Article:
Insecure Cloud Services As Providers Focus on Low-cost, Fast Solutions
Cloud services providers often neglect security as customers’ demand for low cost and fast solutions weighs more on their priorities, according to a study published by the New York-based IT services firm CA Technologies.
Cloud computing services, whose revenue is projected by accounting firm KPMG to hit $148.8 billion globally by 2014 from $68.3 billion in 2010, provide computational resources like applications, databases, and file services among others, through a network of computers.
A total of 127 cloud services providers, 103 in USA and 24 in six European countries, responded to the CA-sponsored survey conducted recently by Ponemon Institute LLC, saying they could not give assurance of sufficiently secure products or services.
Majority of the respondents view their cloud services as void of protective features for sensitive data. Only a few of them strongly believe their IT leaders give importance to the security of cloud computing provided to customers.
The study shows that only 19% of service providers in USA and 18% in Europe consider security in the cloud to be a competitive advantage in the market, which may explain why there is little concern being given to it by most IT professionals.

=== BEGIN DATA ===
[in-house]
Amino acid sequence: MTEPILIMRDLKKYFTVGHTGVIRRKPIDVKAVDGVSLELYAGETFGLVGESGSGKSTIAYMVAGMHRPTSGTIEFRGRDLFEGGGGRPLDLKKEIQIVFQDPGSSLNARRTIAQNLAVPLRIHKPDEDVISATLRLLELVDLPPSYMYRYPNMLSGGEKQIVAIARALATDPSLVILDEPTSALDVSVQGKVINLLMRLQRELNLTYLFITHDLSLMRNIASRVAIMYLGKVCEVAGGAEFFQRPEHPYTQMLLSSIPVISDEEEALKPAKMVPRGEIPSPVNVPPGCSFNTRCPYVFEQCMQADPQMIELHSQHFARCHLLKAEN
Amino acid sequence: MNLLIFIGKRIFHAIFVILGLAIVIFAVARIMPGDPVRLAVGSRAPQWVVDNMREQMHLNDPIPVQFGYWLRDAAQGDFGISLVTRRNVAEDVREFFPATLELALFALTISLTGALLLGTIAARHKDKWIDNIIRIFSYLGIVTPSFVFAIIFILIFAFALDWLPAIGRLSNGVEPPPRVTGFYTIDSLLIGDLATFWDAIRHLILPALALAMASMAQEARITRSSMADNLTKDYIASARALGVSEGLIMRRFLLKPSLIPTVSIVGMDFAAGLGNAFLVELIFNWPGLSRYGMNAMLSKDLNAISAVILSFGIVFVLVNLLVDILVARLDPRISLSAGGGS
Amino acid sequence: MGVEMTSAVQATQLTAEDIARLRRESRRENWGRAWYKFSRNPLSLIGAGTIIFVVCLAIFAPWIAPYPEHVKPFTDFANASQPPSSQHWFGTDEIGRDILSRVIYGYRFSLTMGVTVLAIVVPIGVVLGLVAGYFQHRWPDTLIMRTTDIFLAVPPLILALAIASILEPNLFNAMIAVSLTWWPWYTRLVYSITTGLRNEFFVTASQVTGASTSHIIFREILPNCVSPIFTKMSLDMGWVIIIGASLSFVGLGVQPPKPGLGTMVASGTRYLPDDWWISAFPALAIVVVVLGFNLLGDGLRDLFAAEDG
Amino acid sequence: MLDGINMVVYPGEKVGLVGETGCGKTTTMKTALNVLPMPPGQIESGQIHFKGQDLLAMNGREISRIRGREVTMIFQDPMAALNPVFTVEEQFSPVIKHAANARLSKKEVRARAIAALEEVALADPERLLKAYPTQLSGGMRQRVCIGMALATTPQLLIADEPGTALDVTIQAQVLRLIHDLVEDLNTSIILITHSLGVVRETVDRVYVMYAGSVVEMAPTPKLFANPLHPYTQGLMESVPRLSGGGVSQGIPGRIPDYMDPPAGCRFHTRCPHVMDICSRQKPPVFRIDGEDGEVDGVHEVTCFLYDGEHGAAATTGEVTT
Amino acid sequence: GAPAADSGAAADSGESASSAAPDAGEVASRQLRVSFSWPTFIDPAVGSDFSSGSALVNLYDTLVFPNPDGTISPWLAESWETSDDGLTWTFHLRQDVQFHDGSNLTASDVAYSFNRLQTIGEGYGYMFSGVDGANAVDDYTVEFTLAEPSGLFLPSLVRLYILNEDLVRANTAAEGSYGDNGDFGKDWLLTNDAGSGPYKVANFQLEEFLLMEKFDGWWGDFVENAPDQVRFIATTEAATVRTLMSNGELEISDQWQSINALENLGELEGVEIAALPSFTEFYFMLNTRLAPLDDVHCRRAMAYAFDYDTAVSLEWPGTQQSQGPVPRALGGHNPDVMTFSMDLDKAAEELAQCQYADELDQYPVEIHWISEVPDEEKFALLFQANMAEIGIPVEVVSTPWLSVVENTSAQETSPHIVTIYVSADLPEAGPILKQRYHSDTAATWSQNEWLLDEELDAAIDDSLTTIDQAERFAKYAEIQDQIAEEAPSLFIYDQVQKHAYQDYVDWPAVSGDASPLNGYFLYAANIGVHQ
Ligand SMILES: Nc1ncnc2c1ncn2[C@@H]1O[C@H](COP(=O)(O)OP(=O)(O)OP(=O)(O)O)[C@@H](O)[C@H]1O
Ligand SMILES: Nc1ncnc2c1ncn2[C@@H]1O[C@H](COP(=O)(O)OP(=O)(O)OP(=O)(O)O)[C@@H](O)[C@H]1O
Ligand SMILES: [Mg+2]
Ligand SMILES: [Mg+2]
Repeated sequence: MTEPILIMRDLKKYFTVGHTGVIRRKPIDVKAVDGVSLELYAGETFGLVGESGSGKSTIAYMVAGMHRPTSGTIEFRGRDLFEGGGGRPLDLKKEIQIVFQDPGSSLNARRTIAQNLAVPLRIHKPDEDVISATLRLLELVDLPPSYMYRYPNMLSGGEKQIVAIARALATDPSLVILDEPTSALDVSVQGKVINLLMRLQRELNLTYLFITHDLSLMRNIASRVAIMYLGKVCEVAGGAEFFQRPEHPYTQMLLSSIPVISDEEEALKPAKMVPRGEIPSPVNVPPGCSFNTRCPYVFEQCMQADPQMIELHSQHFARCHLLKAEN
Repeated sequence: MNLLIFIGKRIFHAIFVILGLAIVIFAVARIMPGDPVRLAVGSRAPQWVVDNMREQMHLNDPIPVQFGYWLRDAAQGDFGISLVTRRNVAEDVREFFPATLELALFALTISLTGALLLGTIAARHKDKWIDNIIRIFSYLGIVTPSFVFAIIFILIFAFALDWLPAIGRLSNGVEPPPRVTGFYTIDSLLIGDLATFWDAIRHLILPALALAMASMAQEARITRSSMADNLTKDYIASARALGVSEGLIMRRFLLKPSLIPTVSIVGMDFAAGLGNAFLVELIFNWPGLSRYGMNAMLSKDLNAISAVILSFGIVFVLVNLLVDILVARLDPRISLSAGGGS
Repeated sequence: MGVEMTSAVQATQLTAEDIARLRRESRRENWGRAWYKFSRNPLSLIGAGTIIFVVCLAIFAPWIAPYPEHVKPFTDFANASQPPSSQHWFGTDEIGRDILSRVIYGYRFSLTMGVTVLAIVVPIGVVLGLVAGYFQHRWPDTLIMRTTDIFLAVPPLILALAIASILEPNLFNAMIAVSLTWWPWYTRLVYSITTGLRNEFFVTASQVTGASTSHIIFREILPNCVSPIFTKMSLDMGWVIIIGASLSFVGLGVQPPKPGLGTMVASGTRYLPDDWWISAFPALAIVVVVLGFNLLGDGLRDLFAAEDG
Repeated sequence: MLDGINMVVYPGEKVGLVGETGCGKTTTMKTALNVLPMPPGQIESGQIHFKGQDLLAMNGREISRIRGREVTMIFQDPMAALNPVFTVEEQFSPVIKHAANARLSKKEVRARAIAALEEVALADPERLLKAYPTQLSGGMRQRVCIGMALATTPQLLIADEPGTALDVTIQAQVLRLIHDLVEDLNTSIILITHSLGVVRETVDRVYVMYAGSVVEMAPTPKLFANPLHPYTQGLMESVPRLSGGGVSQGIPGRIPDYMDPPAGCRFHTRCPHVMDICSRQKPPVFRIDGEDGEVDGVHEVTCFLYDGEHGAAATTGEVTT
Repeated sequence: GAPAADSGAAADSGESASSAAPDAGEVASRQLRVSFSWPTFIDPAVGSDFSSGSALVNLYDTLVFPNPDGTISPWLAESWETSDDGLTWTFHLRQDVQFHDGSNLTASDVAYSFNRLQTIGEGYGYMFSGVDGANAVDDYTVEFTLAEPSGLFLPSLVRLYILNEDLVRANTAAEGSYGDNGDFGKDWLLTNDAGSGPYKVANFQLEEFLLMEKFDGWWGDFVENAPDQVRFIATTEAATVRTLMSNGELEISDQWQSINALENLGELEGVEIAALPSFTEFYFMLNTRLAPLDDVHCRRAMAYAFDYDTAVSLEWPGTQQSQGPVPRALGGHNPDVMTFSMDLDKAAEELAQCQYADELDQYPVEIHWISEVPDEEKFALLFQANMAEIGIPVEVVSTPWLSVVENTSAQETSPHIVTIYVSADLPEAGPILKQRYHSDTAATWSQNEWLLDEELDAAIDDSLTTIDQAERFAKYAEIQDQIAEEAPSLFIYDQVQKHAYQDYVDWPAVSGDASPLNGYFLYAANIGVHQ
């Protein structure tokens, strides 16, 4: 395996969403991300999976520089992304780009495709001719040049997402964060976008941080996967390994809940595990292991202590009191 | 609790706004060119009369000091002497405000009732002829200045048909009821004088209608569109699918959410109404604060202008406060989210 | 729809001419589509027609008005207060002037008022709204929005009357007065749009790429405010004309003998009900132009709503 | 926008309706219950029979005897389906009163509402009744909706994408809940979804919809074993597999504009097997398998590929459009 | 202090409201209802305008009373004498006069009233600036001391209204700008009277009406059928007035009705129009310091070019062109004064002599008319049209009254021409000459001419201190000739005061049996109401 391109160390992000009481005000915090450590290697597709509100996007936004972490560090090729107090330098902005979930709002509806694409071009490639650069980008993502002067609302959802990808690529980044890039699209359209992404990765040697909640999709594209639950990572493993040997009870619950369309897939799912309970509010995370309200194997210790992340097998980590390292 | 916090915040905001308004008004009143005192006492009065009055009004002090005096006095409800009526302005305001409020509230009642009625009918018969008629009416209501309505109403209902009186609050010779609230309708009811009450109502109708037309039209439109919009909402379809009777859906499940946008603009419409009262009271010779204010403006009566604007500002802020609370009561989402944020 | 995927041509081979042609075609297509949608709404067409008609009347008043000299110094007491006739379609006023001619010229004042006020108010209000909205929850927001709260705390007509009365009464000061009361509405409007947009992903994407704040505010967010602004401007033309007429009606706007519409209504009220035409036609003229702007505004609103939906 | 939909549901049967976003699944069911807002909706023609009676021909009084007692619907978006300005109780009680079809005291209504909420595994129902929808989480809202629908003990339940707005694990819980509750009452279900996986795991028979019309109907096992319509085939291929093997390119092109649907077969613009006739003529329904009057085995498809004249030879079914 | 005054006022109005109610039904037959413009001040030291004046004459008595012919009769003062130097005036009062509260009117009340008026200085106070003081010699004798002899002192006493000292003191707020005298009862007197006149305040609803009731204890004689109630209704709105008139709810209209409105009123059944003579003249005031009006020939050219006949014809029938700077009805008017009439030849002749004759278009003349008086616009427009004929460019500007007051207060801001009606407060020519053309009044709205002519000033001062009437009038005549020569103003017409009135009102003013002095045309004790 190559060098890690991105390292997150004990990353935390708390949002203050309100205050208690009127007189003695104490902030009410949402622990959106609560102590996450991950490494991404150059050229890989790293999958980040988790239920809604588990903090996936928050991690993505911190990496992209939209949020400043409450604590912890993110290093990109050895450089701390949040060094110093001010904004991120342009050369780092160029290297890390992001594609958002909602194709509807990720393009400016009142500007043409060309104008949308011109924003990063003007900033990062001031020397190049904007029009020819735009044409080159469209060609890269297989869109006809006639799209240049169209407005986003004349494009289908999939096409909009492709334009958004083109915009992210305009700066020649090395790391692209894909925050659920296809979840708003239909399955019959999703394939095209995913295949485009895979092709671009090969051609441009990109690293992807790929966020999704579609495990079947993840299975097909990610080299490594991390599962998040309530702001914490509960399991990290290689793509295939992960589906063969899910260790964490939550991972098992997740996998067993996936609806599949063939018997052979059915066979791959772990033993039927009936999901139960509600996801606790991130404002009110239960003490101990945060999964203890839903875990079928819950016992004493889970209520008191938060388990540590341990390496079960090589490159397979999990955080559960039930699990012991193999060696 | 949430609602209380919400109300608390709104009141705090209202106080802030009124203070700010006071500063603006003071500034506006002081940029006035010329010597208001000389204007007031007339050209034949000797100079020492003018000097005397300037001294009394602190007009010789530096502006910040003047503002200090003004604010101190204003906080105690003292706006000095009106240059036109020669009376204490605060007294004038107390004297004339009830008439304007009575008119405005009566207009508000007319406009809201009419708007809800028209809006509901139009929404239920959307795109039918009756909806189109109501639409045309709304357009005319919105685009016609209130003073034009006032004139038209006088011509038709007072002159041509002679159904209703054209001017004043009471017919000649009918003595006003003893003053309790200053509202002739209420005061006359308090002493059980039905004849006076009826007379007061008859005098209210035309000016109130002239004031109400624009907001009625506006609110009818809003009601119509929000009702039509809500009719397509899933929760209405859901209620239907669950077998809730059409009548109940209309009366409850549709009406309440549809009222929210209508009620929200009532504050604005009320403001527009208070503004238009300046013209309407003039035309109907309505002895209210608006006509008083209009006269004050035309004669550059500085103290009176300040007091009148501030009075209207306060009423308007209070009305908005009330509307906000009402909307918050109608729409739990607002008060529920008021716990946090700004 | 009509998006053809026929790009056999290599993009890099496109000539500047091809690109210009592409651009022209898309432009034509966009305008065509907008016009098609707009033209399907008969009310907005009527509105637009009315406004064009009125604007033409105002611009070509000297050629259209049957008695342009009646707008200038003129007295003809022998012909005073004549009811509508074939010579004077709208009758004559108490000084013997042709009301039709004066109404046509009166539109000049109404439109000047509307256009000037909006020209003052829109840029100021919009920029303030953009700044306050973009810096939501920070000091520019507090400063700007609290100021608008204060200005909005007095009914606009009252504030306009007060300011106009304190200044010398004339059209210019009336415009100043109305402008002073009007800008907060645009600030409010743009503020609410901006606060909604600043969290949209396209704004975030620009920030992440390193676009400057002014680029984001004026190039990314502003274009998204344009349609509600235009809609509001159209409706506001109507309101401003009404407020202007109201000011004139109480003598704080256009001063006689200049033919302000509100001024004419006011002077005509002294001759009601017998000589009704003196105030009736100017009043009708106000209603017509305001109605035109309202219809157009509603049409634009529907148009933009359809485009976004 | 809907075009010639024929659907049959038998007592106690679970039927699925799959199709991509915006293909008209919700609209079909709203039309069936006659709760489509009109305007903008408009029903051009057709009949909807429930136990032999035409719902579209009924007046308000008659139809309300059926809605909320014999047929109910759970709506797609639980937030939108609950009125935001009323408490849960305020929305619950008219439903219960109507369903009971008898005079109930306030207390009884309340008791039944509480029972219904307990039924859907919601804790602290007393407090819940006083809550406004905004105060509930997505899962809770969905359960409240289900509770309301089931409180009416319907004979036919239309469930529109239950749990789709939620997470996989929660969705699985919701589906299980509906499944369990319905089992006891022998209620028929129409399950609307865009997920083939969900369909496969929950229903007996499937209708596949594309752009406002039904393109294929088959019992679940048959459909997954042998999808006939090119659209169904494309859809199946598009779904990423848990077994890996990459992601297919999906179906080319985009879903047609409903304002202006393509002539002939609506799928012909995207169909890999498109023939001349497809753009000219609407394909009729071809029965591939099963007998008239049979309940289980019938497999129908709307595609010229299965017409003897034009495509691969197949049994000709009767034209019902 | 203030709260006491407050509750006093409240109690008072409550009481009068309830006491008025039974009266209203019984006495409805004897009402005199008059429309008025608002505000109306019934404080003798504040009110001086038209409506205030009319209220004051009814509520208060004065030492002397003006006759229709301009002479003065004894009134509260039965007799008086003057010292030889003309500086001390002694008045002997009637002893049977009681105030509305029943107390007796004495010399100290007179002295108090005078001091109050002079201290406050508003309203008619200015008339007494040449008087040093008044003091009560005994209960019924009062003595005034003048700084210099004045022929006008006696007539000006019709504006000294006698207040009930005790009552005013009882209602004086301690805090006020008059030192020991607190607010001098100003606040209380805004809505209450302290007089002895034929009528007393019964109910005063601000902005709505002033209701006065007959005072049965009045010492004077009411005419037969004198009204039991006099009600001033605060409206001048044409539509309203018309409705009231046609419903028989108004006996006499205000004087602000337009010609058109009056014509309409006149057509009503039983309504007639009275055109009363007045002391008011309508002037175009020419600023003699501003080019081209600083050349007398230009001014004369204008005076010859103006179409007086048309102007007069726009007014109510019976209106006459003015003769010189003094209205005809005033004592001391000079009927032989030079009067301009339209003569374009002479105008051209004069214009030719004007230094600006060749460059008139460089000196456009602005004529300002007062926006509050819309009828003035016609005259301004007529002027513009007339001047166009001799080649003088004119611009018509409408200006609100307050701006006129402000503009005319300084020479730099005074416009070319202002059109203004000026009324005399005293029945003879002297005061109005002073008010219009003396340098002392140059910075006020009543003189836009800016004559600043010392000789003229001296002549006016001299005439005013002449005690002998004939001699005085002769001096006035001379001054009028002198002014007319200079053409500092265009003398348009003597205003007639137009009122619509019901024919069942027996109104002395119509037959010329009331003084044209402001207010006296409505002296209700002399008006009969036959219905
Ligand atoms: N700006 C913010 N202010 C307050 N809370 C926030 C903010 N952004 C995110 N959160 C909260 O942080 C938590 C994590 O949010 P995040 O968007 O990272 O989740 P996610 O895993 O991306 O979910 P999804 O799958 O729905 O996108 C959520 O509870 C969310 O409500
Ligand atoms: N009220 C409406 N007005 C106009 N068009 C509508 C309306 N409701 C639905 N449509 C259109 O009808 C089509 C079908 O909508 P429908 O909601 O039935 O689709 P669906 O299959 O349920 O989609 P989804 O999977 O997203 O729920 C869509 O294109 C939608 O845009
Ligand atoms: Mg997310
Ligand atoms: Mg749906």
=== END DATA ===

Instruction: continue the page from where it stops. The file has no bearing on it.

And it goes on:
On top of these findings, 79% of respondents admit their organizations allocate only 10% or less of their resources to IT security and control-related activities. These cloud services providers believe their customers are not entirely after the security features of the products or services.
Asked why they would purchase cloud services, the end-users cited reduced cost, faster deployment time, improved customer service and increased efficiency as the top reasons. There was little or no mentioning of security and compliance with contractual agreements or policies.
CA Technologies says these priorities, in turn, create a “security hole”. This explains why 62% of US and 63% of European cloud providers have no confidence in the security of their cloud applications.
The study is the second in a two-part survey and revolves around the behavior of cloud services providers. The first study was published in May 2010, which focused on users of the cloud.
Comparing the two studies, CA Technologies concludes that “neither the company that provides the services nor the company that uses cloud computing seem willing to assume responsibility for security in the cloud.”
Cloud computing users are not vigilant in conducting audits or assessments of cloud computing providers before deployment, adds the IT services firm.
Based on the two surveys conducted, both the cloud users and providers are hurling against each other the responsibility of ensuring security in the cloud. As a result, the users are frustrated that decisions of using cloud applications lie in the end-users who may not have enough expertise to evaluate security risks.
“These different perceptions between cloud providers and cloud users about who is responsible for securing the cloud means organizations may be over relying on their cloud vendors to ensure safe cloud computing,” the firm noted.
CA also advised the cloud services providers and users to work together to create “a secure and less turbulent computing environment.”